• Muda (Waste) Anything in the manufacturing process that does not add value from the customer’s perspective. Beeminder support is singularily awesome at removing technical roadblocks (=muda) so that we users can beemind our goals (=add value).
  • Overall Equipment Effectiveness (OEE) Availability, Performance, Quality: The analogy breaks down on this one. Frankly, that’s a good thing. I’ve seen plenty of perverse incentives arise from the mindset “use the expensive machines at 100% capacity at all times” during a sales slump.
  • PDCA (Plan, Do, Check, Act) An iterative methodology for implementing improvements: Plan (establish plan and expected results), Do (implement plan), Check (verify expected results achieved), Act (review and assess; do it again). Beeminder Power users understand this intuitively in the way they set up and adjust their goals. Watch them. Beeminder-the-company could improve onboarding by teaching new users this skill.
  • Poka-Yoke (Error Proofing): Autodata removes human error from the data stream. Unfortunately, it’s hard to do Poka-Yoke on the actual goals without losing flexibility.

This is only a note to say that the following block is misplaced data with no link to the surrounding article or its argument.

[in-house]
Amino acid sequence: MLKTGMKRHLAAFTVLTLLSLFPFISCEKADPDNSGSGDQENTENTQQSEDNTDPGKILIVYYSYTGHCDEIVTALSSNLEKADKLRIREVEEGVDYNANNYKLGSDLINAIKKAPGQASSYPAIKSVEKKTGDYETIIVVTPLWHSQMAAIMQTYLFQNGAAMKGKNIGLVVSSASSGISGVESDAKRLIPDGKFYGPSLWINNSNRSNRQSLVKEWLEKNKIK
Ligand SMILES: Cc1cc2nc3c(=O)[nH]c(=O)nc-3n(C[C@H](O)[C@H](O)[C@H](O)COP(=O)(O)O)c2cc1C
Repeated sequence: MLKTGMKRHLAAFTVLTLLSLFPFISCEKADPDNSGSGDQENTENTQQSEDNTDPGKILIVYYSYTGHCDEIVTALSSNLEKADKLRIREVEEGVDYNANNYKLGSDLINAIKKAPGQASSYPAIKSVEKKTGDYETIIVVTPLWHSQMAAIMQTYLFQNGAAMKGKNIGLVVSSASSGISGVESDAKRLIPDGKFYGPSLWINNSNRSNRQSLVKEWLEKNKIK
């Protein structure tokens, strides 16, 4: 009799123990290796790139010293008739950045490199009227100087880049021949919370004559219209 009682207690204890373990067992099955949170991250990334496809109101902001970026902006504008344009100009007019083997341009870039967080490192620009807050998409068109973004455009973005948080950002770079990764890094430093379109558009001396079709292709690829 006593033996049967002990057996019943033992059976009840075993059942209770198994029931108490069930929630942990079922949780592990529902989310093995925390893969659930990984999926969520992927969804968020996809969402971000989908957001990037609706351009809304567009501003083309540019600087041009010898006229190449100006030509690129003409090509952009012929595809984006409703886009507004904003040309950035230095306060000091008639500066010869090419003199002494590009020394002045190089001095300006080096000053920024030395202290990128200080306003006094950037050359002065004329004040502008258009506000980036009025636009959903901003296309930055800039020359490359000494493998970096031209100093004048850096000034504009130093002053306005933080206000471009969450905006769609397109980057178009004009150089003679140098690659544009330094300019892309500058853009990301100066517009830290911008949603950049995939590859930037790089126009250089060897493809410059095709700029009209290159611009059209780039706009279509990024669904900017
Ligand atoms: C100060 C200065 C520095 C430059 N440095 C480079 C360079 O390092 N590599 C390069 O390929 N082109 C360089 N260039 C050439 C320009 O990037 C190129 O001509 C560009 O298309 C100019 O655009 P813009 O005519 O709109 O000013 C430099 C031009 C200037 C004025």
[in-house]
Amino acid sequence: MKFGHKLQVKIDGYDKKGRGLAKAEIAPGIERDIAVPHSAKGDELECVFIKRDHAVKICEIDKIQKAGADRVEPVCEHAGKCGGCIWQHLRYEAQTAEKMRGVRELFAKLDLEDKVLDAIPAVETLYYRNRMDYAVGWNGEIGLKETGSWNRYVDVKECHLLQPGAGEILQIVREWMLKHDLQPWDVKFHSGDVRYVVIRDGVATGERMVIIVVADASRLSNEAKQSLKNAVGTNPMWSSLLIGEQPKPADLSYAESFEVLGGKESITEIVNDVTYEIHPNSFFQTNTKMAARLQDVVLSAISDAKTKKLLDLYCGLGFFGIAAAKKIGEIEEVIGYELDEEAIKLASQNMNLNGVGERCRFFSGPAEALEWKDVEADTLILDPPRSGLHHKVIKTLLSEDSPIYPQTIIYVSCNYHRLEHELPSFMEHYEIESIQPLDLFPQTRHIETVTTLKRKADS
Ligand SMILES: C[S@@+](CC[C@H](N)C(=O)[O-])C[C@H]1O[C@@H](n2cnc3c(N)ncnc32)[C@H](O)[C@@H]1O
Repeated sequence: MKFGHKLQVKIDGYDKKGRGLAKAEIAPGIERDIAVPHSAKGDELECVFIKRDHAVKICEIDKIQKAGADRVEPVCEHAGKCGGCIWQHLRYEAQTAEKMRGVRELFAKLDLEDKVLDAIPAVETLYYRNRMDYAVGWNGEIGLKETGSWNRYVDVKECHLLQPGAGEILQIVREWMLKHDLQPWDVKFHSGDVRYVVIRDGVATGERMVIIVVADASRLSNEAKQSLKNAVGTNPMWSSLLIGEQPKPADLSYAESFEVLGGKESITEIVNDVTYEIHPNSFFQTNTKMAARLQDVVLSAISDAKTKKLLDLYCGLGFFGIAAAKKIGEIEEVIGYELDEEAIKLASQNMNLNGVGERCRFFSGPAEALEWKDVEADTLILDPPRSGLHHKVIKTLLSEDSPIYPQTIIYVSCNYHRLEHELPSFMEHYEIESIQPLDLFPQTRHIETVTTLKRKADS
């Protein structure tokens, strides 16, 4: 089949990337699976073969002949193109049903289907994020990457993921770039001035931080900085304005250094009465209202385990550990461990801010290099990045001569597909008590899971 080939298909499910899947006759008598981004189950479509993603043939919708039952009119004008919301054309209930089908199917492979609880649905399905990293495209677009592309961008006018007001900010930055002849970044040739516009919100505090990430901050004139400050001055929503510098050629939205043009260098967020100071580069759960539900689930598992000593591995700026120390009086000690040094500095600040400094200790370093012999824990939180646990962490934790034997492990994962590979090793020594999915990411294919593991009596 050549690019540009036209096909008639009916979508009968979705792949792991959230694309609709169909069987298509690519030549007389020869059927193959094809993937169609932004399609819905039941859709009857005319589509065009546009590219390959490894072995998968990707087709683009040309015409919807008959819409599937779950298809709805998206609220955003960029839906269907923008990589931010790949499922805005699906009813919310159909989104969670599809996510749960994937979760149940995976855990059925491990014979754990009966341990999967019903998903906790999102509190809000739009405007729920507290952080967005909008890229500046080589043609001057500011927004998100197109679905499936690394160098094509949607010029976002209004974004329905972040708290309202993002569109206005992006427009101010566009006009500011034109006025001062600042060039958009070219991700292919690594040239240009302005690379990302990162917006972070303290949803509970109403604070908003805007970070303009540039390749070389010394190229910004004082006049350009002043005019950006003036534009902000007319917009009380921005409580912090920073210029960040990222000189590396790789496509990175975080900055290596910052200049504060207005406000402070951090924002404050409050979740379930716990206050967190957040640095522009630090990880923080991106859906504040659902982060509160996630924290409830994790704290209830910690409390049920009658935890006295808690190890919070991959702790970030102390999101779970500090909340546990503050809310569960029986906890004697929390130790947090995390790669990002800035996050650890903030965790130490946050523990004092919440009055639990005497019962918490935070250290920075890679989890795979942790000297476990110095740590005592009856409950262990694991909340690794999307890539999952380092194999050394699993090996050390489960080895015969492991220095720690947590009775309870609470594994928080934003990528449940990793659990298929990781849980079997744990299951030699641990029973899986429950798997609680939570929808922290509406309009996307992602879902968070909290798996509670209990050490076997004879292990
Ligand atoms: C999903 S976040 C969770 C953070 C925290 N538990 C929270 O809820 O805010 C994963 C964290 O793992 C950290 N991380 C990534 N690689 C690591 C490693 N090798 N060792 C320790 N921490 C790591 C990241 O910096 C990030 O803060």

• Root Cause Analysis, focuses on resolving the underlying problem: Beeminder power users will instinctively set their goals to resolve the underlying roadblock. E.g. those who succeed in getting up early every morning will set a goal to get in bed on time. Those who succeed in getting places on time will always figure out the stop-doing-everything-else-and-get-going time and will set up a cellphone reminder. Those who succeed in making Getting Thing Done work, will somehow address the emotional barriers. Newbies, go watch them. Beeminder-the-company could improve onboarding by teaching newbies this skill.
  • Value Stream Mapping: I’ve noticed an emphasis on Process over Goals in the Beeminder community.
  • Visual Factory: There’s a reason the Beeminder app has widgets to put those goals graphs on your phone homescreen.

https://www.leanproduction.com/lean-glossary.html

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#7

I don’t spend much time in there these days, but the lesswrong slack might be a good bet. The productivity channel especially feels like it overlaps with beeminder. (I found beeminder originally through a lesswrong post I believe).

https://wiki.lesswrong.com/wiki/Less_Wrong_Slack